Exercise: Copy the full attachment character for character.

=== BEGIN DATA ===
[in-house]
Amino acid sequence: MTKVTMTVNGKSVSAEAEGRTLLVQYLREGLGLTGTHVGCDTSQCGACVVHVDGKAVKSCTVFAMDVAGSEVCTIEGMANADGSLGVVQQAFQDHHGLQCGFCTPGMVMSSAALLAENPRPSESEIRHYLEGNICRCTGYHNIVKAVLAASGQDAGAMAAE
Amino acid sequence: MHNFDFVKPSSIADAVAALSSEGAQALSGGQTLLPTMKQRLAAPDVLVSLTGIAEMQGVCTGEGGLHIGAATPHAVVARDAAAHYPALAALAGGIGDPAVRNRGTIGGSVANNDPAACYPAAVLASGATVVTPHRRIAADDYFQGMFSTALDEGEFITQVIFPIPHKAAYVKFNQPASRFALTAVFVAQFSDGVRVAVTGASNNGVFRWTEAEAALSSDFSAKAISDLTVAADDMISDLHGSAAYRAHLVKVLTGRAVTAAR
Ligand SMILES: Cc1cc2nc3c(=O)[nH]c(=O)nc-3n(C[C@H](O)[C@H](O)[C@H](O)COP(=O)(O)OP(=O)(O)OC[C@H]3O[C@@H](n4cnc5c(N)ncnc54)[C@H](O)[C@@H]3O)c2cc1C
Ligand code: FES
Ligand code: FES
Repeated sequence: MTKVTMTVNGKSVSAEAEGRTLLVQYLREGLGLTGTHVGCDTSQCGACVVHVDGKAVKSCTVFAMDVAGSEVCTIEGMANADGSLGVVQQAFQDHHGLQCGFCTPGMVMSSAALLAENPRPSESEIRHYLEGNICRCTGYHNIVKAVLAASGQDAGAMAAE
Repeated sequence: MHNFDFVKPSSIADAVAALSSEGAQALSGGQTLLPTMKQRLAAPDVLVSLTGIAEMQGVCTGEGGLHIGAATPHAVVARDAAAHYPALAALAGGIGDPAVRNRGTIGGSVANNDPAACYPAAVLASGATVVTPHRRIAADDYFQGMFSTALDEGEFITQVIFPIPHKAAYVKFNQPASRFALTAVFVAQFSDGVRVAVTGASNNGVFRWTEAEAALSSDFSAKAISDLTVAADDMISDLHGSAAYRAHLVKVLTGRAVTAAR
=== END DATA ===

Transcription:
[in-house]
Amino acid sequence: MTKVTMTVNGKSVSAEAEGRTLLVQYLREGLGLTGTHVGCDTSQCGACVVHVDGKAVKSCTVFAMDVAGSEVCTIEGMANADGSLGVVQQAFQDHHGLQCGFCTPGMVMSSAALLAENPRPSESEIRHYLEGNICRCTGYHNIVKAVLAASGQDAGAMAAE
Amino acid sequence: MHNFDFVKPSSIADAVAALSSEGAQALSGGQTLLPTMKQRLAAPDVLVSLTGIAEMQGVCTGEGGLHIGAATPHAVVARDAAAHYPALAALAGGIGDPAVRNRGTIGGSVANNDPAACYPAAVLASGATVVTPHRRIAADDYFQGMFSTALDEGEFITQVIFPIPHKAAYVKFNQPASRFALTAVFVAQFSDGVRVAVTGASNNGVFRWTEAEAALSSDFSAKAISDLTVAADDMISDLHGSAAYRAHLVKVLTGRAVTAAR
Ligand SMILES: Cc1cc2nc3c(=O)[nH]c(=O)nc-3n(C[C@H](O)[C@H](O)[C@H](O)COP(=O)(O)OP(=O)(O)OC[C@H]3O[C@@H](n4cnc5c(N)ncnc54)[C@H](O)[C@@H]3O)c2cc1C
Ligand code: FES
Ligand code: FES
Repeated sequence: MTKVTMTVNGKSVSAEAEGRTLLVQYLREGLGLTGTHVGCDTSQCGACVVHVDGKAVKSCTVFAMDVAGSEVCTIEGMANADGSLGVVQQAFQDHHGLQCGFCTPGMVMSSAALLAENPRPSESEIRHYLEGNICRCTGYHNIVKAVLAASGQDAGAMAAE
Repeated sequence: MHNFDFVKPSSIADAVAALSSEGAQALSGGQTLLPTMKQRLAAPDVLVSLTGIAEMQGVCTGEGGLHIGAATPHAVVARDAAAHYPALAALAGGIGDPAVRNRGTIGGSVANNDPAACYPAAVLASGATVVTPHRRIAADDYFQGMFSTALDEGEFITQVIFPIPHKAAYVKFNQPASRFALTAVFVAQFSDGVRVAVTGASNNGVFRWTEAEAALSSDFSAKAISDLTVAADDMISDLHGSAAYRAHLVKVLTGRAVTAAR